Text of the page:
You merely have to look inside yourself to realize that life is not nearly simple enough. You, reader, as a human being are made up of trillions of atoms. Each atom has the most complicated physics working behind it. Together, these atoms interact to create a being like you and me with a not-so-simple property called consciousness, which allows us to study our own body components. We are literally an atom’s means of studying itself. Think this is simple enough to explain? Even a single cell of our body has the most complicated biochemical processes going on inside. We learn about cell biology in textbooks where each little aspect of the cell is separately explained in neat little chapters. Each chapter, when studied of itself, seems simple. But these books fail to include a paragraph at the end urging the reader to understand that the millions of details in the book that you just read, all work simultaneously inside a single cell. And one cell is just one building block of one body, in a world where there is still 13.6 billion light-years worth of space full of physical structures waiting to be understood and explained. And all that still comprises only the ‘observable’ universe. When you zoom out to view the big picture, it’s not so simple anymore, is it?

Now, I have nothing against simplicity. There is beauty in simplicity, and truly, as Da Vinci puts it, “Simplicity is the ultimate sophistication”. It is the best feeling in the world when you find simple solutions to complicated problems. But it is a logical fallacy to extrapolate this rare phenomenon and apply it to the whole universe. String theorists are mocked when they make models of reality involving 21 dimensions. Well, on what basis, may I ask? Because a 21-dimension reality is too complicated? I’m not aware of any ‘Universal Law of Simplicity’; and if that indeed is reality, then so be it. Only experiments/observations can prove or disprove that. The subconscious craving for simplicity to satisfy the ego cannot change the nature of reality, simple or complex. My high-school physics teacher once said that he liked Newton’s Second Law (F=ma) more than Einstein’s famous (E=mc2) because it was ‘simple’. Well, I daresay, little does he realize the beauty of the latter, even if it is complicated to understand. Einstein, in his Special Theory of Relativity, started with the simple fact of the constancy of the speed of light and ended up proving that mass and energy are the same thing. There is a reason why his name is associated with genius, and living behind the false veil of ‘simplicity’ will never let you appreciate the beauty of complicated reality. It is paradoxical to think that Einstein himself said that “If you can’t explain something simply, you don’t understand it enough” … well, try explaining the General Theory of Relativity to a six-year old simply, Prof. Einstein! I counter with his own quote – “Everything should be made as simple as possible, but not simpler.”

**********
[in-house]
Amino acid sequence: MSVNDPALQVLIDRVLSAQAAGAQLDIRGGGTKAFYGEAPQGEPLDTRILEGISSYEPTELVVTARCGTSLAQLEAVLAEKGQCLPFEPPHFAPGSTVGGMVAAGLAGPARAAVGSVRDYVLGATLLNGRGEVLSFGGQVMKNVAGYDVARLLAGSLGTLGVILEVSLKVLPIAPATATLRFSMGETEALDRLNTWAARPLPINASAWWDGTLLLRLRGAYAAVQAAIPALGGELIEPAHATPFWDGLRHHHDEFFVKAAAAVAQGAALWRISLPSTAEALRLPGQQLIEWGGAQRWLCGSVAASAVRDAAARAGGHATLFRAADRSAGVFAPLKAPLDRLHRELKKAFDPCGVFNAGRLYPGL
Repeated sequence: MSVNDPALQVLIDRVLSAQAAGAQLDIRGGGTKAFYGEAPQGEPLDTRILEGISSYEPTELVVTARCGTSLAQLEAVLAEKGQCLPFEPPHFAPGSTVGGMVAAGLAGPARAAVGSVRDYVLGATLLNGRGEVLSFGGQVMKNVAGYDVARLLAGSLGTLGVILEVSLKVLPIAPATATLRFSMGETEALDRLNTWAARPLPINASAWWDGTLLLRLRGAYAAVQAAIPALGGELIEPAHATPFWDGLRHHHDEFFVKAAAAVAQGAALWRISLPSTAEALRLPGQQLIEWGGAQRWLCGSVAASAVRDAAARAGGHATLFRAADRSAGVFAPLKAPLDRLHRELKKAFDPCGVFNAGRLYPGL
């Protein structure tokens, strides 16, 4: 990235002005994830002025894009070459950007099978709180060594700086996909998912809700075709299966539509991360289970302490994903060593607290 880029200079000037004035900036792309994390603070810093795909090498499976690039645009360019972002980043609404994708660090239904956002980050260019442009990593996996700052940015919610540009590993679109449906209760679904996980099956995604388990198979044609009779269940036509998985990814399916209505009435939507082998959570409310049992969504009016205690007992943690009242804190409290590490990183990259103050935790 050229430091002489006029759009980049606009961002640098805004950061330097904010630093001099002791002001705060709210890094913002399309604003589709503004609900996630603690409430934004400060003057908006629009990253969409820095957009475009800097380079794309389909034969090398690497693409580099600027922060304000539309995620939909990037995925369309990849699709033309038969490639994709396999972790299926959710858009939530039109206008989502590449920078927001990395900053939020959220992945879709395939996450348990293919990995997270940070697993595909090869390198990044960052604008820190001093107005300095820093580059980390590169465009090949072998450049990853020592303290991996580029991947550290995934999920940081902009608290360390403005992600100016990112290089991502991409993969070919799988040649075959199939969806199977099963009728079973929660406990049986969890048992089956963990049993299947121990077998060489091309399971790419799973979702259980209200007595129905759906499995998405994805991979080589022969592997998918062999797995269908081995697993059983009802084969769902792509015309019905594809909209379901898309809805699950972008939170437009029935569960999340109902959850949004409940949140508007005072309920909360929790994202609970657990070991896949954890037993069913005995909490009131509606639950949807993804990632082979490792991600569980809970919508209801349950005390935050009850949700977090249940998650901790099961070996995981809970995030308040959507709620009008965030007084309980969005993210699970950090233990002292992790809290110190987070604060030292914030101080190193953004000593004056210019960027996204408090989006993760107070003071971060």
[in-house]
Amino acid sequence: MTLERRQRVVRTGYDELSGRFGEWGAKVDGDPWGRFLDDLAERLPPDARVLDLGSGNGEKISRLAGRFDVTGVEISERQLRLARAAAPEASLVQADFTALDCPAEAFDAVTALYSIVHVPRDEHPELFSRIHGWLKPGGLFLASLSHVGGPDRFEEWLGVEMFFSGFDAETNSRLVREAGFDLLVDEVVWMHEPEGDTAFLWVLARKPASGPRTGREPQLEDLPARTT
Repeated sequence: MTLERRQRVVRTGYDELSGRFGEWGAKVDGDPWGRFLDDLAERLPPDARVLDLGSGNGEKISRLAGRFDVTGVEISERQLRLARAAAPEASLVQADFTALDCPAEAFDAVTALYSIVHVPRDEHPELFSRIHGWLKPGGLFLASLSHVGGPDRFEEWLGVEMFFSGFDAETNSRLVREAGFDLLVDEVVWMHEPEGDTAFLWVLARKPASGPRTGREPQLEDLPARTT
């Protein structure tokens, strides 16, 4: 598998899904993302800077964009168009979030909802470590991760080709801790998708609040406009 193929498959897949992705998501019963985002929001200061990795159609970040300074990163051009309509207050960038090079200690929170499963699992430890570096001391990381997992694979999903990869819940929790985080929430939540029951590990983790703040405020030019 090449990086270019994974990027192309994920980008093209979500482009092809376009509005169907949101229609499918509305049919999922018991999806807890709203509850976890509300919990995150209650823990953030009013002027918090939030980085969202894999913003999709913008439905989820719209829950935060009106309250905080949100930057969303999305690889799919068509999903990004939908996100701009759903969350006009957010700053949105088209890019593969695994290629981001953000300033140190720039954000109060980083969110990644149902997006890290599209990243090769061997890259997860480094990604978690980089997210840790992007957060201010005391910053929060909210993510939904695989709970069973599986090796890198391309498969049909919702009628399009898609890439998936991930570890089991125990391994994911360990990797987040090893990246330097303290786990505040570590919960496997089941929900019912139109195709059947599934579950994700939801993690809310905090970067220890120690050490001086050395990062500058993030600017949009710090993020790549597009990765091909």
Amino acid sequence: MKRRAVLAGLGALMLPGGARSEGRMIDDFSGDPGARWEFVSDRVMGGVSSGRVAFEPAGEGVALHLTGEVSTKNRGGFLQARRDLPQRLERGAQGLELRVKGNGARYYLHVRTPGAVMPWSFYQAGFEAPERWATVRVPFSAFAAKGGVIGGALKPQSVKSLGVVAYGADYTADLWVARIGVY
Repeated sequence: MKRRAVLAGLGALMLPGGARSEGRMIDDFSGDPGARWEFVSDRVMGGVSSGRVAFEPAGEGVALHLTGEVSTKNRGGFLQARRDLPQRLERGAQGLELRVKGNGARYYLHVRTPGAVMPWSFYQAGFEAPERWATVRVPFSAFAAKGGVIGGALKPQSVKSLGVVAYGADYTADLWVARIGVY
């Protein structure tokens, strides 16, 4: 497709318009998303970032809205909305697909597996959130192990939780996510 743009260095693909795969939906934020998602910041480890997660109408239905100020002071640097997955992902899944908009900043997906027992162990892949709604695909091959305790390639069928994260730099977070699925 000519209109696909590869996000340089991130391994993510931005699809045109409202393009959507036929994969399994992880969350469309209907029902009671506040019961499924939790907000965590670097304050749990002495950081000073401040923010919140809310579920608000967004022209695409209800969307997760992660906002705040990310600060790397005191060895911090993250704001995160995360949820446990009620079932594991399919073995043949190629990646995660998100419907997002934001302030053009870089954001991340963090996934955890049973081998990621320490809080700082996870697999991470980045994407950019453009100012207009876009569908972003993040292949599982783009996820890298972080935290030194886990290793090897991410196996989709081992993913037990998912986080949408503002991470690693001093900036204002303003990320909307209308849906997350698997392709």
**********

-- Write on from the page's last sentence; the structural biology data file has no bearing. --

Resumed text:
The biggest problem I have with this issue, really, is the aura of fake wisdom and appeal that seems to emanate from quotes like “Life is simple …” etc. which you may find being uttered by famous wise old men, or on the caption of someone’s cover photo on social media. It is not most pious to lead a ‘simple life’ and perish, when you have the potential to lead a not-so-simple life, dream big, and strive to possibly contribute in some way to the betterment of humanity. It is only on retrospection that one realizes that all the literal bull-shit in the world isn’t enough to balance the pretentious fallacy of a statement like “Life is simple …”, on an imaginary weighing scale. Do you like to think that life is simple? Think again, cause you know nothing, Jon Snow …

I would like to end with a quote by Stephen Hawking that, unlike others, actually reflects the truth and doesn’t just appear to sound wise – “The greatest enemy of knowledge is not ignorance, it is the illusion of knowledge”